The world of faith can prove a powerful ally in efforts to address issues of social justice.

The world of faith can prove a powerful ally in efforts to address issues of social justice.


IBNA Interview/ His All Holiness Bartholomew I, Archbishop of Constantinople, New Rome and Ecumenical Patriarch

By Spiros Sideris – Istanbul

Your All Holiness,

The world community is going through an unprecedented layered crisis. Where does it owed, according to your opinion, and how could be overcome? How could the religion help us to come out of this crisis?

The world of faith can prove a powerful ally in efforts to address issues of social justice. It provides a unique perspective – beyond the merely social, political, or economic – on the need to eradicate poverty, to provide a balance in a world of globalization, to combat fundamentalism and racism, as well as to develop religious tolerance in a world of conflict. It is precisely the role of religion to respond to the needs of the world’s poor as well as to vulnerable and marginalized people. In fact, it is a rare instance where a faith institution is not a defining marker of the space and character of a community. It is our conviction that religion is arguably the most pervasive and powerful force on earth.

This is why it comes as no surprise to us that religion and the faith communities are proving to be the subject of renewed interest and attention in international relations and global politics, directly affecting social values and indirectly impacting state policies. For, not only does religion play a pivotal role in people’s personal lives throughout the world, but religions play a critical role as forces of social and institutional mobilization on a variety of levels. Whether we are dealing with environment or peace, poverty or hunger, education or healthcare, there is today a heightened sense of common concern and common responsibility, which is felt with particular acuteness by people of faith as well as by those whose outlook is expressly secular.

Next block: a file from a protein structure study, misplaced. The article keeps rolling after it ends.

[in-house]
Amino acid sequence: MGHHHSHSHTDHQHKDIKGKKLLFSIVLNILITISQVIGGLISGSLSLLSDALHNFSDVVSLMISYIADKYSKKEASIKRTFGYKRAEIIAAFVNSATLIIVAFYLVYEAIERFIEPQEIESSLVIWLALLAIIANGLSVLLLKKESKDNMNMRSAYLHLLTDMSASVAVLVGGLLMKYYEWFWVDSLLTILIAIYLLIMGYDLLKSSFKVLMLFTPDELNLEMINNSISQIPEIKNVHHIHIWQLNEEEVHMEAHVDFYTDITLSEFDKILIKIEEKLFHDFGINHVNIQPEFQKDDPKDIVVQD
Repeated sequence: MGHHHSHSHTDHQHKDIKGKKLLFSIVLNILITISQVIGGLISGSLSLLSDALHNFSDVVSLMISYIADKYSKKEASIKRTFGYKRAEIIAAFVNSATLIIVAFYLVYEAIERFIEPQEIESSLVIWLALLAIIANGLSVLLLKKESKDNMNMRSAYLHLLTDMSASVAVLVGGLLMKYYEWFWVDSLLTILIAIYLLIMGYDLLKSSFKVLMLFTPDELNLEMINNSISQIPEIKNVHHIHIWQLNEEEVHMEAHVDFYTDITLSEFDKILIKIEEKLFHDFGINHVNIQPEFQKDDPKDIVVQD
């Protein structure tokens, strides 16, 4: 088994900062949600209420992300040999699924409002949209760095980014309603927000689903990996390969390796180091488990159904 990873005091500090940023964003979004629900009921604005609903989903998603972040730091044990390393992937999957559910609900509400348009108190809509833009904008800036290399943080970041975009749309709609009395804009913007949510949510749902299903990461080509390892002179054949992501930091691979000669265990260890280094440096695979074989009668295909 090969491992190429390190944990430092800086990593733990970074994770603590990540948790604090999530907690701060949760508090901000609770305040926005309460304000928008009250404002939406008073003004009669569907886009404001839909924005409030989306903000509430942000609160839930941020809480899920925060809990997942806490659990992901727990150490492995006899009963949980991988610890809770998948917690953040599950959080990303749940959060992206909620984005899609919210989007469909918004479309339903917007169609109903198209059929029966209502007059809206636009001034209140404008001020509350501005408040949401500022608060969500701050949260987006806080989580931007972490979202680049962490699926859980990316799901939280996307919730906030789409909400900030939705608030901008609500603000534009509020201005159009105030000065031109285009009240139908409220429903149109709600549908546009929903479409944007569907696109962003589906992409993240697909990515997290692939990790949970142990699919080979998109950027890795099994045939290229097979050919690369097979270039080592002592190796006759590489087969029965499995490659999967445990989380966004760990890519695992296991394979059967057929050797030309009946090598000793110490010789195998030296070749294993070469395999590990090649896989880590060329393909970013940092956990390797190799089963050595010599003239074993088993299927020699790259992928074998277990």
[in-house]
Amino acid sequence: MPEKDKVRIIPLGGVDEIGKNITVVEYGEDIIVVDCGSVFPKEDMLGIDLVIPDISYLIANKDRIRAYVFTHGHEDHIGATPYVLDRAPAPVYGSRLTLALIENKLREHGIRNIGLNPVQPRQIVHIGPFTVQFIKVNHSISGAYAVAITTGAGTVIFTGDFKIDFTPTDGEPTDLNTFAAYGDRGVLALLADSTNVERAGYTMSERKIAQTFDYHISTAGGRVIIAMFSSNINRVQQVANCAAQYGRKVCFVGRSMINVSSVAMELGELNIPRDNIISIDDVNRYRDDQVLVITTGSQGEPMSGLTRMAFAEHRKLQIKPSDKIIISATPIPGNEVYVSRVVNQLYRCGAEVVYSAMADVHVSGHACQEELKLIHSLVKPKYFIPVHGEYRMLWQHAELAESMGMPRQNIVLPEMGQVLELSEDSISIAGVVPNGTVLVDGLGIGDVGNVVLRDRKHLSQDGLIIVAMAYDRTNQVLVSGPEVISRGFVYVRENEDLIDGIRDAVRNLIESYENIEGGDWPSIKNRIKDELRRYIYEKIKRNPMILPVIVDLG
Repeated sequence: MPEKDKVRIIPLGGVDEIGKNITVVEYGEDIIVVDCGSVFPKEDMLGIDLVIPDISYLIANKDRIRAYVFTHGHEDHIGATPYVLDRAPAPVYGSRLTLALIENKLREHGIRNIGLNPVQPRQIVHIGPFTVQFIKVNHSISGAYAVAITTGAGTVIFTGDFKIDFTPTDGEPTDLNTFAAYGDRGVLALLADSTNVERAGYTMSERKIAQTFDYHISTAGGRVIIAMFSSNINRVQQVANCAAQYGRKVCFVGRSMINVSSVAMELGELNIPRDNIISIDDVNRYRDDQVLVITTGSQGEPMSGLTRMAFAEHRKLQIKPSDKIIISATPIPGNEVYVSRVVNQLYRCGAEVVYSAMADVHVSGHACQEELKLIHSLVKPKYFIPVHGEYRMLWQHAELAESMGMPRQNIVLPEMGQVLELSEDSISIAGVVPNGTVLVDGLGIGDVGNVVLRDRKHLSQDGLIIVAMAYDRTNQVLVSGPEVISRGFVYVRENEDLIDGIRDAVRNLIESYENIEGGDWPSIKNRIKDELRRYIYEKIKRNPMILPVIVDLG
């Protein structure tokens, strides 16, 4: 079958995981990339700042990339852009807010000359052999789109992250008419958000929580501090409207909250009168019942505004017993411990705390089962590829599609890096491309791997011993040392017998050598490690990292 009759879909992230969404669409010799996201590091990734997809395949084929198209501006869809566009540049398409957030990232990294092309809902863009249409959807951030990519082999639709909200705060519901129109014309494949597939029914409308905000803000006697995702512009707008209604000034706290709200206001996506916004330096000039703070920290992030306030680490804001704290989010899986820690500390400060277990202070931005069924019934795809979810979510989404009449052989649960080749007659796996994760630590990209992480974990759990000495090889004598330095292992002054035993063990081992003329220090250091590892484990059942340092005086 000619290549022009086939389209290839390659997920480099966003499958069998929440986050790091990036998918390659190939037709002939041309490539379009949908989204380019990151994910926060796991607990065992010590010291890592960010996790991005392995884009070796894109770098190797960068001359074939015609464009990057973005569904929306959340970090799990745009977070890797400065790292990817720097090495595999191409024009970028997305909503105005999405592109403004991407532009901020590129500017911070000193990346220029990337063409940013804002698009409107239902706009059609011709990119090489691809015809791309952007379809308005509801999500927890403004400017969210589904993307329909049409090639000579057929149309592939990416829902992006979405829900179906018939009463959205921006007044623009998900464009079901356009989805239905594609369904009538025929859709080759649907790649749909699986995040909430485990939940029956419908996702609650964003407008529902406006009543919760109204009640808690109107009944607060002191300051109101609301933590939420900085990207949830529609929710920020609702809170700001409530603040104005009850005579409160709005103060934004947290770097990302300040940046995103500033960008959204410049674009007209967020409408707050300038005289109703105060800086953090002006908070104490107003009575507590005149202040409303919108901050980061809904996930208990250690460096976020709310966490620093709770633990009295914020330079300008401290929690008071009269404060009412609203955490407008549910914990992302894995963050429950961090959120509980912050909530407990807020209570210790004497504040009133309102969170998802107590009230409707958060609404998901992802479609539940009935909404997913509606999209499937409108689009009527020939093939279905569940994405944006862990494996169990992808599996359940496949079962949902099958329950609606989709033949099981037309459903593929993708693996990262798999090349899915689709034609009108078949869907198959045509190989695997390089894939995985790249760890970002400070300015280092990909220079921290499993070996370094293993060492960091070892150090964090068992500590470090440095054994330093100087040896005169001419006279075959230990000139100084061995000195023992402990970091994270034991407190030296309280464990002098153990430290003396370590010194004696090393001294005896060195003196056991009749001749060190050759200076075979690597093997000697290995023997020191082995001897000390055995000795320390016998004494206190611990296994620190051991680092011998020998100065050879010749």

The Balkans, an eclectic area that has previously been the theatre of political and religious conflicts, could become the shining example of mitigation of disputes?

The function of the Ecumenical Patriarchate as center par excellence of the life of the entire Orthodox world emanates from its centuries-old ministry in the witness, protection and outreach of the Orthodox faith. This is precisely why the Ecumenical Patriarchate possesses a supra-national and supra-regional, indeed a truly ecumenical character. From this lofty consciousness and responsibility for the people of Christ, regardless of race and language, were born the new regional Churches of the East, from the Caspian to the Baltics, and from the Balkans to Central Europe. This breadth of jurisdiction today extends to the Far East, to America and Australia.

This is why we are deeply concerned about events that mark and scar people’s lives throughout the world. We have always held a special place in our prayer for the people of the Balkans and reserved a special place in our heart for the innocent suffering of people and the unjustifiable death of children in recent wars of the Balkans.